Jump rope is fun, but it’s tricky. Every time the rope whizzes at your feet, you have to hop over. Well, a group of girls from Ohio called the Firecrackers has jacked up jumprope to a whole new level. As you can see in this video, the girls crisscross their ropes, jump through each other’s ropes while galloping sideways, and even “jump” their whole body over the rope while sitting on the floor. They even use each other as the jumprope, with 2 girls swinging a 3rd girl as the rope while another girl leaps over her! The group started more than 20 years ago, with hundreds of girls in grades 4 through 8 jumping into the act.

*Wee ones:* If 2 girls hold another friend sideways as a jumprope, and another Firecracker jumps over her, how many girls are part of the act?

*Little kids:* If 3 girls jump a rope together, how many jumping feet do they have? *Bonus:* If a Firecracker has done 7 crisscross jumps so far, how many more does she need to reach 10?

*Big kids:* If 2 girls hop on their butts to get over the rope, and they each have 10 girls behind them jumping “normally” on their feet, how many girls are in the act? *Bonus:* If 40 girls line up on the floor and every 3rd one does a cartwheel through a rope, what’s the biggest number of girls who get to do the trick?

*The sky’s the limit:* If every 4th girl (starting with the 4th) gets to jumprope sitting down, every 6th girl (starting with the 6th) somersaults, and every 8th girl (starting with the 8th) jumps rope on her hands, what number girl is the first to do all 3 tricks?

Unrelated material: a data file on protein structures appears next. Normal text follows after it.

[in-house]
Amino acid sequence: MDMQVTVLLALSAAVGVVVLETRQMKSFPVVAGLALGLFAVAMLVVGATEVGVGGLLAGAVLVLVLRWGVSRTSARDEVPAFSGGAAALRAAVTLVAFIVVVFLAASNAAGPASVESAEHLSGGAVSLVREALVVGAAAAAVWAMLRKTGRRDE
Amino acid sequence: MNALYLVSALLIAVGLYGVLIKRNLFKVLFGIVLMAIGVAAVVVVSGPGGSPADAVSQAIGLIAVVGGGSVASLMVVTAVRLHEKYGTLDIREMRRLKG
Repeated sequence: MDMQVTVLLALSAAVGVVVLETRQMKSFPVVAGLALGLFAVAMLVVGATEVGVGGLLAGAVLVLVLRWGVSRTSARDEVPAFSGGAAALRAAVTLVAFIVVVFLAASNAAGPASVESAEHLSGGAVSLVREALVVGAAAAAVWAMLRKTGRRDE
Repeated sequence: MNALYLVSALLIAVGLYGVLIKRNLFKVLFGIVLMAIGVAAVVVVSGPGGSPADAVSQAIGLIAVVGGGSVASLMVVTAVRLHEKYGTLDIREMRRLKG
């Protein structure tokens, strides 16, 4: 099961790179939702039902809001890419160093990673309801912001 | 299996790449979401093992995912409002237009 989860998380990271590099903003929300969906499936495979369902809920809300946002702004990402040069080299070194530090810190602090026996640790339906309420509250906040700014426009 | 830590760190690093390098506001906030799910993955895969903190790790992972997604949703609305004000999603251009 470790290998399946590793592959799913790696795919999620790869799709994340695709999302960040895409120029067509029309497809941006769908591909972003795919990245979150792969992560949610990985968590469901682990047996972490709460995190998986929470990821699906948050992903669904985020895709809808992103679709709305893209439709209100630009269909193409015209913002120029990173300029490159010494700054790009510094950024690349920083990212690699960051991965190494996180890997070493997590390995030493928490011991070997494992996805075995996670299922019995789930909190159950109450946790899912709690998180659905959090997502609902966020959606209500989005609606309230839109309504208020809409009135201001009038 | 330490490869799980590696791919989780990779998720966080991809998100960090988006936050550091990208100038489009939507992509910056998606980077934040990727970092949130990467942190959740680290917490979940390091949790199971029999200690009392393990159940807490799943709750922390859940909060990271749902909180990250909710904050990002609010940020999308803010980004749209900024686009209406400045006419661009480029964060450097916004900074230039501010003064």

__Answers:__

*Wee ones:* 4 girls.

*Little kids:* 6 feet. *Bonus:* 3 more jumps.

*Big kids:* 22 girls. *Bonus:* 14 girls. You’d have 13 if the 3rd, 6th, 9th and so on did it, up to 39. But if the very 1st girl is the 1st and then you have the 4th, 7th, 10th…you’ll have 13 girls at 37, and then the 40th girl makes 14.

*The sky’s the limit:* The 24th girl. You don’t need to multiply 4 x 6 x 8, because all multiples of 8 are also multiples of 4!

Laura Bilodeau Overdeck is founder and president of Bedtime Math Foundation. Her goal is to make math as playful for kids as it was for her when she was a child. Her mom had Laura baking before she could walk, and her dad had her using power tools at a very unsafe age, measuring lengths, widths and angles in the process. Armed with this early love of numbers, Laura went on to get a BA in astrophysics from Princeton University, and an MBA from the Wharton School of Business; she continues to star-gaze today. Laura’s other interests include her three lively children, chocolate, extreme vehicles, and Lego Mindstorms.